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  #21  
Old 01-28-2010, 12:19 PM
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CielDuMatin CielDuMatin is offline
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I agree - my attempt to bring up the topic was, perhaps, futile, but I had hoped that some good would come of it.

I very much support the idea of people creating the spaces in which they feel comfortable to talk, discuss, and solve problems, because that's what this sort of thing is about, really, isn't it?

I was just trying to make one small step (and I agree, Ceoli, not the only one necessary) to try to mend any sort of wall which may be there. The first step is talking about it, and exchanging views. Maybe this is the wrong place for that, but I don't know of a better one.
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  #22  
Old 01-28-2010, 01:34 PM
Ceoli Ceoli is offline
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Originally Posted by quila View Post
IOW, if they feel so marginalized, chances are they've already left the forum and aren't here to see the thread.
I guess, then, it comes down to whether it matters to a group whether or not these people are staying. Generally, if the goal is to create an *inclusive* community, it's worth examining the issue. If not, then I suppose it doesn't matter.

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As for starting one's own forum because one feels marginalized, it seems to perpetuate the problem. Although I will say, at least it doesn't feel like when the men come into the women's centre and say all sarcastically, "Why isn't there a MEN's centre?? We have issues too, you know" and I'm like "well what, do you need the women to start one for you??"
So I'm curious. How is having a women's center not self-marginalizing, but designing an online community to discuss the needs of a certain group of people where there doesn't seem to be the space to discuss such things is self-marginalizing.

To put another spin on this, is the fact that we have a forum that is specialized and intended to discuss poly issues mean that we are self-marginalizing as poly people? Why don't we talk about our relationship issues in all the other romance forums that exist on the net? Why set ourselves apart in this forum and perpetuate the problem?
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  #23  
Old 01-28-2010, 01:42 PM
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CielDuMatin CielDuMatin is offline
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Originally Posted by Ceoli View Post
I guess, then, it comes down to whether it matters to a group whether or not these people are staying. Generally, if the goal is to create an *inclusive* community, it's worth examining the issue. If not, then I suppose it doesn't matter.
Exactly, which was what I was trying to do by starting this thread and not making it about some specific forum, but a much more general discussion. So far I'm not sure that we are making any progress and you're right, Ceoli, maybe this isn't the right place, because those that are truly marginalized by this forum have already left. Hard to know how to reach out to those people though - I assumed that this was one of the more open poly forums around - it has certainly seemed so based on my own impressions and feedback that I have got. If you have a better suggestion, I'd be glad to hear it.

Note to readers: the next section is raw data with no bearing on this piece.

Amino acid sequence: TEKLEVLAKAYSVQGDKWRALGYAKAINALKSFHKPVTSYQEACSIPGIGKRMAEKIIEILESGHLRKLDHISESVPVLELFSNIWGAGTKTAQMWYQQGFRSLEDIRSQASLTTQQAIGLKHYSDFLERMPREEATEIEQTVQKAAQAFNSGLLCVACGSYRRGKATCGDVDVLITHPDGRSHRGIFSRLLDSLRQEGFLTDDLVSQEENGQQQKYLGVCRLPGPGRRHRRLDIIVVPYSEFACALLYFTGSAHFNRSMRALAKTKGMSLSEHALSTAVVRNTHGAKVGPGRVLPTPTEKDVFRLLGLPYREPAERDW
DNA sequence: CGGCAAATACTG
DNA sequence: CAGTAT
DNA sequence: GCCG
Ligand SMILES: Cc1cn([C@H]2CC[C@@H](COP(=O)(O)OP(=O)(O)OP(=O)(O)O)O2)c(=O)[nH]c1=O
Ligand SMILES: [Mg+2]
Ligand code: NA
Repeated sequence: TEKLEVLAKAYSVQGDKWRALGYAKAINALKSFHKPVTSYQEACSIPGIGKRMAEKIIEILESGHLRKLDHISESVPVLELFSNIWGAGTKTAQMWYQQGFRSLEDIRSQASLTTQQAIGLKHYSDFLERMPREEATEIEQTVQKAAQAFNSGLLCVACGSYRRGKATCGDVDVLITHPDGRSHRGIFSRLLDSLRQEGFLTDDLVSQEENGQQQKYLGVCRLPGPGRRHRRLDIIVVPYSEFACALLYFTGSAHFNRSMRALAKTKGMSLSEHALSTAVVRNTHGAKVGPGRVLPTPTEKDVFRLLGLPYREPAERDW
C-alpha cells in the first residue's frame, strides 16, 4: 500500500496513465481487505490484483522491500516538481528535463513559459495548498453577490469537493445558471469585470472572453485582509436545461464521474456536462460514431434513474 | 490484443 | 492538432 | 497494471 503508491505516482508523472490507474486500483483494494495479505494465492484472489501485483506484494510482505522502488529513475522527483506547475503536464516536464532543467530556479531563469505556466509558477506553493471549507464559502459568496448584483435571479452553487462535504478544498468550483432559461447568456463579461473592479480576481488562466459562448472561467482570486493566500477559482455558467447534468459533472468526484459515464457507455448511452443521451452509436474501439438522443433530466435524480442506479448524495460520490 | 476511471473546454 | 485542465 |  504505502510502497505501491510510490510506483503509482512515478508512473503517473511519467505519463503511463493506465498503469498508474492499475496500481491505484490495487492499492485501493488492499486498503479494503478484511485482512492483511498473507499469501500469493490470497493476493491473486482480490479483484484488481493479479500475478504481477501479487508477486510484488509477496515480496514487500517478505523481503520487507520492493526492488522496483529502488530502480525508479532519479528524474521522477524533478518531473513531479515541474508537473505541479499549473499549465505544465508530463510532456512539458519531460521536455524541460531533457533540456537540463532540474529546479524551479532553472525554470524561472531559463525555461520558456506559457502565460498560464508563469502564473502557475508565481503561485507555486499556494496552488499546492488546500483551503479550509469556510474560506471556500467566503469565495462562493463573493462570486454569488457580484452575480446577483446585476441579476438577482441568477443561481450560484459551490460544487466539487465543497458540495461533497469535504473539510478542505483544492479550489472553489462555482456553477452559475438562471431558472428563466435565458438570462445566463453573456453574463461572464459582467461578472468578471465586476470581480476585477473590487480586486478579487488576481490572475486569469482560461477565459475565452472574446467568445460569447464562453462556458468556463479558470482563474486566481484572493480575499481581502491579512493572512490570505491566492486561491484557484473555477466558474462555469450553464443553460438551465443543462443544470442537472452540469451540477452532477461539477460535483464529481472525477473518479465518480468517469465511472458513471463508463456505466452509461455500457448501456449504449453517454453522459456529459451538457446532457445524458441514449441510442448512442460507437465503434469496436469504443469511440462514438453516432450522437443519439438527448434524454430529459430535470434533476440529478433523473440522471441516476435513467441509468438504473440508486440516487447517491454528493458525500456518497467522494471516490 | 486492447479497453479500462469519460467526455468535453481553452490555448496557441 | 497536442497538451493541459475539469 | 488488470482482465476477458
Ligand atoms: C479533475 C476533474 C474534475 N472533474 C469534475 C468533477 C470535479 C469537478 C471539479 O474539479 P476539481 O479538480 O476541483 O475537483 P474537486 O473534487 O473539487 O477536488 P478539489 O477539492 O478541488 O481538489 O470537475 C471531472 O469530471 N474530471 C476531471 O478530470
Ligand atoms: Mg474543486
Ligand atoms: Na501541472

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So I'm curious. How is having a women's center not self-marginalizing, but designing an online community to discuss the needs of a certain group of people where there doesn't seem to be the space to discuss such things is self-marginalizing.
I agree with you completely - either both are, or both are not - can't have it both ways. One shouldn't criticise one resource for doing something that another resource does, simply because the "line" drawn is or isn't one that one agrees with.

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To put another spin on this, is the fact that we have a forum that is specialized and intended to discuss poly issues mean that we are self-marginalizing as poly people? Why don't we talk about our relationship issues in all the other romance forums that exist on the net? Why set ourselves apart in this forum and perpetuate the problem?
I think people do - I know that poly topics come up on dating fora, and relationship fora. The reception they get is often a tad "rough", and I would very much like there to be more tolerance in general. But we live in a rough world, and sometimes this necessitates creating the "niches". I look forward to a day where such niches aren't necessary, but I fear that we are a long way off this.

I had hoped that creating a dialogue here would go a small way to encouraging cross-generational poly folk to air whatever discomforts they have, in order to start the work of improving communications.
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  #24  
Old 01-28-2010, 03:40 PM
Ceoli Ceoli is offline
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Originally Posted by CielDuMatin View Post